Climate change threatens South Florida communities primarily in the area of sea level rise (SLR). Government agencies at federal, state, and local levels have taken actions to monitor, project, and plan for this change. Development of resilient community against sea level rise has become a priority at all levels of planning.
The Carbon-Neutral City Baseline Scenarios Tool has been developed by the Florida International University GIS Center, FIU MBUS and the Geomatics program of the University of Florida. The core team includes Thomas Spiegelhalter (CRUNCH PI), Jennifer Fu (GIS Project Manager), Levente Juhász (technical lead), Hartwig Hochmair (geodata harmonization and visualization), Sheyla De Santana (geo-data preparation), Boyuan Guan (IT infrastructure), Jorge Sotolongo (Design and UX), Julian Gottlieb (Web design), Shrikanth Namuduri Damian Ferrer and Parry Gabriel (data collection and transformation). The funding partner is XXX. Keqi Zhang and Yuepeng Li from FIU’s International Hurricane Research Center provided advise on SLR inundation modeling and use of storm surge SLOSH models.
This tool allows users to select a geographic area within the boundaries of the City of Coral Gables and to slide through different scenarios of sea level rise (SLR) between 1 and 8 feet and hurricane category 1 to 5 storm surges. The application visualizes the extent of flooded areas in response to these scenarios and returns associated statistics about their potential impact on local residents, properties, street network, key facilities, and other infrastructure. The tool is intended for use by city governments and their residents as well as the general public to identify areas of vulnerability so that the City may better plan and invest for the development of a resilient community.
The SLR scenarios were developed using a bath tub model. A detailed description of the algorithm used can be found in (Zhang et al. 2011). The application shows inundated areas for a selected rise in sea level. The Digital Elevation Model (DEM) used in the computations is derived from 2015 Lidar data of Miami-Dade County given in the NAVD88 vertical datum. The original raster DEM dataset was resampled to a raster DEM at a 5m resolution with mean higher high water (MHHW) as a reference surface (tidal datum).
The storm surge scenarios are based on the "Sea, Lake, and Overland Surges from Hurricanes" (SLOSH) model for the Miami basin developed by the by National Hurricane Center (NHC)1. All SLOSH storm surge heights are referenced to the NAVD88 vertical datum. The application uses the Maximum of the Maximum Envelope of High Water (MOM) grid layer at high tide. This model is intended to capture the worst-case high water value at a particular location for hurricane evacuation planning.
Socio-economic statistics are based on Census 2010 block level and 2018 Miami-Dade County Property Appraiser datasets.
The data and maps in this tool illustrate the scale of potential inundation and storm surge mainly on elevation, and do not account for land cover type, drainage structure, rainfall, soil type, etc. Water levels are shown as they would appear during the highest high tides (excludes wind driven tides), also known as MHHW (mean higher high water – see http://co-ops.nos.noaa.gov/datum_options.html for a definition). Inundated areas are determined by simple linear addition of SLR inundation depth values and inundation depth from Storm Surge Scenarios. Due to the nonlinear interaction between storm surge and SLR in shallow water (Zhang et al. 2013), SLR and storm scenarios visualized together are therefore likely an underestimation of the potential worst inundation extent. The maps and data are intended to reflect risk or vulnerability estimation but not for the purpose of forecast, and certainly not a flood map for a given storm. In case of an actual storm, please visit the National Hurricane Center or National Weather Service Web sites.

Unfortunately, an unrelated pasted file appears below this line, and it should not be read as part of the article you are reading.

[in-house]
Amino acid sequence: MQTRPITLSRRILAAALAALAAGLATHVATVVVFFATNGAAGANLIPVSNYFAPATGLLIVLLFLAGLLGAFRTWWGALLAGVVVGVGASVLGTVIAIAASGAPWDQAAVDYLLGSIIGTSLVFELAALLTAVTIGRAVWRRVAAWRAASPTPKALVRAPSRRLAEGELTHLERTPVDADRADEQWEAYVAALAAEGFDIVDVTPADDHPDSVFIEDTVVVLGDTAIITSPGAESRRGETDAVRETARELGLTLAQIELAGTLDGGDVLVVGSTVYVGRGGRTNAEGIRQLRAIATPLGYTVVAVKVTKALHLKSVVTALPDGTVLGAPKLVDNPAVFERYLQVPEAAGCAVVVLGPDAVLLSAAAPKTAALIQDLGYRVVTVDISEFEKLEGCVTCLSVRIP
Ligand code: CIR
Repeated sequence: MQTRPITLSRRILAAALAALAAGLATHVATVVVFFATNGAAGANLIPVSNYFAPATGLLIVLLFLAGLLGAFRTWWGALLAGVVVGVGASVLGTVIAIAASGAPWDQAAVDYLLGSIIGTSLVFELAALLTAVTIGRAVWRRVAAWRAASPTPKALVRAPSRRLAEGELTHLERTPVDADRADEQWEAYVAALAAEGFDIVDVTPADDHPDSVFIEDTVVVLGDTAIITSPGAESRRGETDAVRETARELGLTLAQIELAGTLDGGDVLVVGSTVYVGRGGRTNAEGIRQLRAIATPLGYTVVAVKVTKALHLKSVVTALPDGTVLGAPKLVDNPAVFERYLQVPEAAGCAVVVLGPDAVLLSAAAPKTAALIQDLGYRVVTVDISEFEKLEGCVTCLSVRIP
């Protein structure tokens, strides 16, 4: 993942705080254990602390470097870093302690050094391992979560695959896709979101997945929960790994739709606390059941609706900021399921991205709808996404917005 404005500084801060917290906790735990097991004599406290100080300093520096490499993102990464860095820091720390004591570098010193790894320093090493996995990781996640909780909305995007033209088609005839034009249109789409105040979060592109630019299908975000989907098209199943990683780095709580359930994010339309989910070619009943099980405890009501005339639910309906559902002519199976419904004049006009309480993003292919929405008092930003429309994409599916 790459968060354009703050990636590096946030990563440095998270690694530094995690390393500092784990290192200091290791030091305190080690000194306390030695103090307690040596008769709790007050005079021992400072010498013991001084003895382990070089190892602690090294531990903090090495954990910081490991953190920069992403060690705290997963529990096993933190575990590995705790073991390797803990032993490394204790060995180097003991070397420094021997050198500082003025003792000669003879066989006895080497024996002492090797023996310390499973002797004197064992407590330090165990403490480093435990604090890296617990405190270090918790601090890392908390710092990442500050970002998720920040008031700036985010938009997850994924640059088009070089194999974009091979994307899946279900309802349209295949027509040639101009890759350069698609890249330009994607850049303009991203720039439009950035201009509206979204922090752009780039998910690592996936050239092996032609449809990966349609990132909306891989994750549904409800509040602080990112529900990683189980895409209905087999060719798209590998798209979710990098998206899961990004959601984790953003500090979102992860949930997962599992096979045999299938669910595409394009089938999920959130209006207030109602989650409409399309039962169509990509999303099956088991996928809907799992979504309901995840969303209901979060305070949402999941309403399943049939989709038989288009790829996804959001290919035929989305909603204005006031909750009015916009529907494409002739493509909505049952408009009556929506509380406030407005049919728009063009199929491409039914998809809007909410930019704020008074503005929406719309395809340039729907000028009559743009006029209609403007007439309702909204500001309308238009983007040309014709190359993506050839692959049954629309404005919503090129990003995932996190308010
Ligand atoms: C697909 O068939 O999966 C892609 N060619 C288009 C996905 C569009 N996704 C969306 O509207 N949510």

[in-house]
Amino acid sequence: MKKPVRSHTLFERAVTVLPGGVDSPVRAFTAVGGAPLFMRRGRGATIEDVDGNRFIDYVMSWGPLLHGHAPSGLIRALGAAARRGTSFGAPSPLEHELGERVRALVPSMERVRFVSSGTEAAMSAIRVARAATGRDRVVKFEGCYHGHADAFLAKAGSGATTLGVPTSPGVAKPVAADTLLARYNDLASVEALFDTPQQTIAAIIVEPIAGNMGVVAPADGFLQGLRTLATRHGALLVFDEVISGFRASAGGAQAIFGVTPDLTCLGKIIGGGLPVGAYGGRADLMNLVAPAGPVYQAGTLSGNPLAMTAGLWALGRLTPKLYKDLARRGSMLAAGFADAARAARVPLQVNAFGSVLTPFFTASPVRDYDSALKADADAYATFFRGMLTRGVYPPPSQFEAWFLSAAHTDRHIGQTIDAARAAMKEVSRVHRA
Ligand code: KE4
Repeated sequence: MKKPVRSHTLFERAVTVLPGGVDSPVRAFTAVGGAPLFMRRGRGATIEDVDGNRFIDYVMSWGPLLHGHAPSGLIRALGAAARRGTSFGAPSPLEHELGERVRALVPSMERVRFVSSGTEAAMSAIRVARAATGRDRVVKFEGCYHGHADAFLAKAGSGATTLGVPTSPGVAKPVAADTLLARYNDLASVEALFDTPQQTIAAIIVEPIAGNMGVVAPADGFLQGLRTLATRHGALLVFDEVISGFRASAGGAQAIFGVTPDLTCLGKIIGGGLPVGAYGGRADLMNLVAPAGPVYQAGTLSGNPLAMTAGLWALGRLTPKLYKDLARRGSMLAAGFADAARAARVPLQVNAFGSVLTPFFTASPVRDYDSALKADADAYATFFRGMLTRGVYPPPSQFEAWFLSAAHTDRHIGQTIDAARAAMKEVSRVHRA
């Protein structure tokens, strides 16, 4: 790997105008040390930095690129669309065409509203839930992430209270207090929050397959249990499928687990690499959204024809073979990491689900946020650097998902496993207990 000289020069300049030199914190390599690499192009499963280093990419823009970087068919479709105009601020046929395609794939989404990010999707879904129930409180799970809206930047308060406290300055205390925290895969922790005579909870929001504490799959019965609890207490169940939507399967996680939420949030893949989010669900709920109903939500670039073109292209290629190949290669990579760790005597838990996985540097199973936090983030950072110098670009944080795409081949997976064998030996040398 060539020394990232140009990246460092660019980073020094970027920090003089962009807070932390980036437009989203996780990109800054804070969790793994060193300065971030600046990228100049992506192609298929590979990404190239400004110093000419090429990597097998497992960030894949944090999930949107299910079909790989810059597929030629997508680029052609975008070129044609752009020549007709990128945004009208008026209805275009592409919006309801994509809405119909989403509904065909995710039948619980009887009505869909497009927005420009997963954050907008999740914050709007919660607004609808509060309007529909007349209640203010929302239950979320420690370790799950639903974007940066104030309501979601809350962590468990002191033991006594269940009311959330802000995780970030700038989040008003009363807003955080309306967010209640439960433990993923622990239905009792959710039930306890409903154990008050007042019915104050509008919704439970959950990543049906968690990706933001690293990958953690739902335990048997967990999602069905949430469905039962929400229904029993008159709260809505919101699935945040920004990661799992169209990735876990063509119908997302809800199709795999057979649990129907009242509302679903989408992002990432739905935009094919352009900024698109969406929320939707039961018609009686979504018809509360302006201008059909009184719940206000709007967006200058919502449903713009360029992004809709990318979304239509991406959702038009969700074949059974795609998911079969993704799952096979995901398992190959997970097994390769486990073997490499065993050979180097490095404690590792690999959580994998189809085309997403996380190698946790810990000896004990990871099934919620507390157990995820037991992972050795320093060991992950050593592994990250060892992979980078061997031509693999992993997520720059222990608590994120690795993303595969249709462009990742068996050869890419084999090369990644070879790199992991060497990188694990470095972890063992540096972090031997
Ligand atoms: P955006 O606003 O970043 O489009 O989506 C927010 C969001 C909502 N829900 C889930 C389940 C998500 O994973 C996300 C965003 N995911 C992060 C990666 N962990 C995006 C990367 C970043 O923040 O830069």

The following factors were approximated in correlation to population estimates: Building Floor Area, Water Consumption, Carbon Sequestration, Greenhouse Gas Emissions, Service Infrastructure, Demography, Properties, and Land Use. The formula was based on the estimated population from the baseline and is multiplied as follows: ½ for 2040, 2 for 2070, and 4 for 2100. The data is based on the assumption of self-sustained living systems as a scenario solution where outsourced energy, food, and water are minimized to decrease anthropogenic impact and rising sea levels. Sustainable mitigation strategies were not accounted for in estimates; therefore current approximations may be lower or higher than predicted. Sea level rise effects for the years 2040, 2070, and 2100 are based on NOAA’s 2017 Projections of High Scenarios and the University of Florida GeoPlan Center’s SLR inundation surfaces.
The data and maps in this tool are provided "as is", without any warranties whatsoever including, without limitation, any warranty as to its performance, merchantability or fitness for any particular purpose. The entire risk associated with the results and performance of this tool and its associated data is assumed entirely by the user. This tool should be used strictly as a reference tool and not for navigation, permitting, or any legal purposes.
Zhang, K., Dittmar, J., Ross, M., and Bergh, C. (2011). Assessment of sea level rise impacts on human population and real property in the Florida Keys. Climatic Change, 107, 129–146.
Zhang, K., Li, Y., Liu, H., Xu, H., and Shen, J. (2013). Comparison of three methods for estimating the sea level rise effect on storm surge flooding. Climatic Change, 118 (2), 487–500.
Made with in sunny Miami. This app the following open source software and libraries:
Data Sources: NOAA, National Hurricane Center, U.S. Census, Miami Dade County GIS, Miami-Dade County Property Appraiser, Florida Department of Transportation, HERE Navstreets, City of Coral Gables, FIU GIS Center